The paper counterpart (left), abolished last year, could be replaced by an app (right)
The Driver and Vehicle Licensing Agency (DVLA) is working on a prototype iPhone app that will let drivers store their driving licence in their Apple Wallet.
DVLA chief executive Oliver Morley posted an image on Twitter to show what the new app would look like and confirmed it was in development.
Morley said there is no timeline for when drivers can expect the app to be launched and insisted it would be an add-on, rather than a replacement for the photocard.
Morley told his Twitter followers that development of the app has been made possible due to the paper counterpart being scrapped.
He said security would remain a “priority”.
A DVLA spokesman told Autocar: “The driving licence app is also being developed for Android and other mobile platforms. We couldn’t launch something and it not be available across all mobile platforms.
“This is all still in the early stages of development and it is just a prototype at this point, so there’s no commitment from us that it will launch.
“Oliver wanted to use the post on Twitter as a way of sharing the latest things we’re working on with drivers.”
If the app is launched, it could mean motorists will not only have access to their licence for booking hire cars, or to show to police, but it could also be used as a form of ID.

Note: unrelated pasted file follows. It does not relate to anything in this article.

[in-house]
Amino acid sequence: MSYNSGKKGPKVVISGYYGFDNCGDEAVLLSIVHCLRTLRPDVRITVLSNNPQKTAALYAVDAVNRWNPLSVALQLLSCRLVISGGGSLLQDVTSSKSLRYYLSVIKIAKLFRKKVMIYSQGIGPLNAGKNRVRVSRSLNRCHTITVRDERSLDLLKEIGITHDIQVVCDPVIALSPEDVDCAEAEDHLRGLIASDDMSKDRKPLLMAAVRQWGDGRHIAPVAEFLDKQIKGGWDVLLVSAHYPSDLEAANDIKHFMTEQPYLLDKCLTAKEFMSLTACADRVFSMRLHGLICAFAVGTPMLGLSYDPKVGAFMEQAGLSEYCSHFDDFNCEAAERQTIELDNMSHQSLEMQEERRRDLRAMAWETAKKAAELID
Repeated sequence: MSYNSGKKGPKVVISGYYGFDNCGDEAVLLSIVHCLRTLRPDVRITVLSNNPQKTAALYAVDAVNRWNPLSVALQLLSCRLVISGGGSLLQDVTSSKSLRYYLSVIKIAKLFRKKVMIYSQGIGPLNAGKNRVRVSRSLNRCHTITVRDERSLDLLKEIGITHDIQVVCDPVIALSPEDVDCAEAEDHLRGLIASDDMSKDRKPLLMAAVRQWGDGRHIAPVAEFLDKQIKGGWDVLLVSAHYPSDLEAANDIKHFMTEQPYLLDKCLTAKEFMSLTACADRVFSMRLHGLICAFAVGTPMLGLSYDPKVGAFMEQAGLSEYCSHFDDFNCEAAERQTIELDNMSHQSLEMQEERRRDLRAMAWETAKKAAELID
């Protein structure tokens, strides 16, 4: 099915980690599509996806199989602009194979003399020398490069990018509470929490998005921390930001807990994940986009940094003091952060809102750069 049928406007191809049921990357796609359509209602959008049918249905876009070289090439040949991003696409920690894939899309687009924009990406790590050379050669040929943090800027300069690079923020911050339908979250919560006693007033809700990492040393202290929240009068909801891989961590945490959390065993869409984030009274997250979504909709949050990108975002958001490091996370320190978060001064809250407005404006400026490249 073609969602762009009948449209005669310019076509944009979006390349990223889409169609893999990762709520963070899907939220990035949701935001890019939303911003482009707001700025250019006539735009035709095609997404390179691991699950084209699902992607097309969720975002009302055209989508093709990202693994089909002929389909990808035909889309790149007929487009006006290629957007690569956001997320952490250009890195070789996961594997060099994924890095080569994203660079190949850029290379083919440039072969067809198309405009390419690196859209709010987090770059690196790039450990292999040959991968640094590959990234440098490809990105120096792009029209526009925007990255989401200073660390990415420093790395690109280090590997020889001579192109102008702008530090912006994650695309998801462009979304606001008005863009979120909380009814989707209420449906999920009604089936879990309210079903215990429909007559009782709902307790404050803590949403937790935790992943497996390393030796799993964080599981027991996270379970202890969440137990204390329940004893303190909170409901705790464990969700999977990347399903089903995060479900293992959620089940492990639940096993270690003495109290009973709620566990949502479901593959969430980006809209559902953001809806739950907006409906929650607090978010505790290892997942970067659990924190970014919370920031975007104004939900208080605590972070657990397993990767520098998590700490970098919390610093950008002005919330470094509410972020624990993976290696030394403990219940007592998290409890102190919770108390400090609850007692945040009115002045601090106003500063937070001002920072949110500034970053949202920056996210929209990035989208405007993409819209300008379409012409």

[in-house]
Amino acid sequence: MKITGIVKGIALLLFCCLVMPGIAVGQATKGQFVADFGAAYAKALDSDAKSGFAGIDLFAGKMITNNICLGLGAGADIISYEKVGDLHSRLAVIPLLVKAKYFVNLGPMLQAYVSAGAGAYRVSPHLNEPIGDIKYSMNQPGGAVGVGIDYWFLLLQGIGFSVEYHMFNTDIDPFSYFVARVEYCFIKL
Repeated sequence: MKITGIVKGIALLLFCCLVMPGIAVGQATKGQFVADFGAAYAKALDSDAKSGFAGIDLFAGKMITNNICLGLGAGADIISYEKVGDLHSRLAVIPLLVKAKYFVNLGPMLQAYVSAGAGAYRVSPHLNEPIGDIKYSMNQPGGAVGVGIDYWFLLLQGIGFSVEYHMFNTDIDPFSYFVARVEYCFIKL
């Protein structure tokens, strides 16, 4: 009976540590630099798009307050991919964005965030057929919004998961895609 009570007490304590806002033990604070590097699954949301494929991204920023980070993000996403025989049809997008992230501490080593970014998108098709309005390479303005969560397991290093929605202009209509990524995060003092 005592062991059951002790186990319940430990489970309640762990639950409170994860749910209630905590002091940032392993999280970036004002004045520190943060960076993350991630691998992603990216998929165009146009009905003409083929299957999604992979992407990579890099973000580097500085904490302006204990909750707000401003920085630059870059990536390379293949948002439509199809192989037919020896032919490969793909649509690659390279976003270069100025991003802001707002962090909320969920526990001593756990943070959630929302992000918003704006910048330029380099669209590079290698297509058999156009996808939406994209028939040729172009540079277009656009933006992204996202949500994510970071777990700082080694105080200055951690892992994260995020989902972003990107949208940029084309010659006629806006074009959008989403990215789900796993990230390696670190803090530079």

Terry Hiles, commercial boss from licence checking firm Licence Check, said: “It’s a good idea in terms of saving people time looking for the card or using the app as a form of ID.
“However, a mobile phone is as open to being stolen as a card and the good thing about the card is that it will never run out of battery.”
Hiles said it was possible a digital licence app in the future could also include licence history and endorsement information, but that would open up the service to an even higher level of security scrutiny.
The DVLA’s latest digital project includes trialling a new online enforcement penalty payment system which is currently in private beta with over 1,200 people.
At the moment, drivers who get a penalty because they haven’t taxed their vehicle or declared it off the road (SORN) can only pay their fine by calling its contact centre, or by sending a cheque or postal order.
The DVLA said a public beta of the online fine payment system is expected to launch soon.
The organisation abolished the driving licence paper counterpart on 8 June last year as part of its plan to digitise motorists’ records to save “millions of pounds” in reissuing costs.